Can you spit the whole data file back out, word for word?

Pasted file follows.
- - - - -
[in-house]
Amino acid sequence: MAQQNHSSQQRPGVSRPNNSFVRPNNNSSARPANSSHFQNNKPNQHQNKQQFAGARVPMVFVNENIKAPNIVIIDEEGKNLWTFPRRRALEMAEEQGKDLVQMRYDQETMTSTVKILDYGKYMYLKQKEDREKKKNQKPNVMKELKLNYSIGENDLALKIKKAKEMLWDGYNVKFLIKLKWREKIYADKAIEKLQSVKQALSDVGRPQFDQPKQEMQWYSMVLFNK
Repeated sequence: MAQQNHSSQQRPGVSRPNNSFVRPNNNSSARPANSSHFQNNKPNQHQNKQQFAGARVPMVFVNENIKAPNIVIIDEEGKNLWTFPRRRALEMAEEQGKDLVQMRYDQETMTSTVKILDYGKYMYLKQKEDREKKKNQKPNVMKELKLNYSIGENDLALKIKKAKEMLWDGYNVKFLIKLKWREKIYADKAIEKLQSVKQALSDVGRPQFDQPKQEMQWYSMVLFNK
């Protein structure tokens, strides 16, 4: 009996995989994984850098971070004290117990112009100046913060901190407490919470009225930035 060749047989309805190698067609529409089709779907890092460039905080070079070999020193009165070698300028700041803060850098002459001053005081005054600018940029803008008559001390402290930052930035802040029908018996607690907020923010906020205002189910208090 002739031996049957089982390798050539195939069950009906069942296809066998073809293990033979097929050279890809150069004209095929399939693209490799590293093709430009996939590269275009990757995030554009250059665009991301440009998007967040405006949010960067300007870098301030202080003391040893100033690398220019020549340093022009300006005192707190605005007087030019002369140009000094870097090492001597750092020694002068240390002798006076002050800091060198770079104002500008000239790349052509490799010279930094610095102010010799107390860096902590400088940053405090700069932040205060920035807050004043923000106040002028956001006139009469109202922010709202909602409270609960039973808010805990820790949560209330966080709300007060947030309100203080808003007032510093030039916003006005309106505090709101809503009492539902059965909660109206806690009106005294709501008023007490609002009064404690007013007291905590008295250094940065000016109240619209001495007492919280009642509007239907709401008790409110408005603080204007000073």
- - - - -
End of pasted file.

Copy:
[in-house]
Amino acid sequence: MAQQNHSSQQRPGVSRPNNSFVRPNNNSSARPANSSHFQNNKPNQHQNKQQFAGARVPMVFVNENIKAPNIVIIDEEGKNLWTFPRRRALEMAEEQGKDLVQMRYDQETMTSTVKILDYGKYMYLKQKEDREKKKNQKPNVMKELKLNYSIGENDLALKIKKAKEMLWDGYNVKFLIKLKWREKIYADKAIEKLQSVKQALSDVGRPQFDQPKQEMQWYSMVLFNK
Repeated sequence: MAQQNHSSQQRPGVSRPNNSFVRPNNNSSARPANSSHFQNNKPNQHQNKQQFAGARVPMVFVNENIKAPNIVIIDEEGKNLWTFPRRRALEMAEEQGKDLVQMRYDQETMTSTVKILDYGKYMYLKQKEDREKKKNQKPNVMKELKLNYSIGENDLALKIKKAKEMLWDGYNVKFLIKLKWREKIYADKAIEKLQSVKQALSDVGRPQFDQPKQEMQWYSMVLFNK
């Protein structure tokens, strides 16, 4: 009996995989994984850098971070004290117990112009100046913060901190407490919470009225930035 060749047989309805190698067609529409089709779907890092460039905080070079070999020193009165070698300028700041803060850098002459001053005081005054600018940029803008008559001390402290930052930035802040029908018996607690907020923010906020205002189910208090 002739031996049957089982390798050539195939069950009906069942296809066998073809293990033979097929050279890809150069004209095929399939693209490799590293093709430009996939590269275009990757995030554009250059665009991301440009998007967040405006949010960067300007870098301030202080003391040893100033690398220019020549340093022009300006005192707190605005007087030019002369140009000094870097090492001597750092020694002068240390002798006076002050800091060198770079104002500008000239790349052509490799010279930094610095102010010799107390860096902590400088940053405090700069932040205060920035807050004043923000106040002028956001006139009469109202922010709202909602409270609960039973808010805990820790949560209330966080709300007060947030309100203080808003007032510093030039916003006005309106505090709101809503009492539902059965909660109206806690009106005294709501008023007490609002009064404690007013007291905590008295250094940065000016109240619209001495007492919280009642509007239907709401008790409110408005603080204007000073």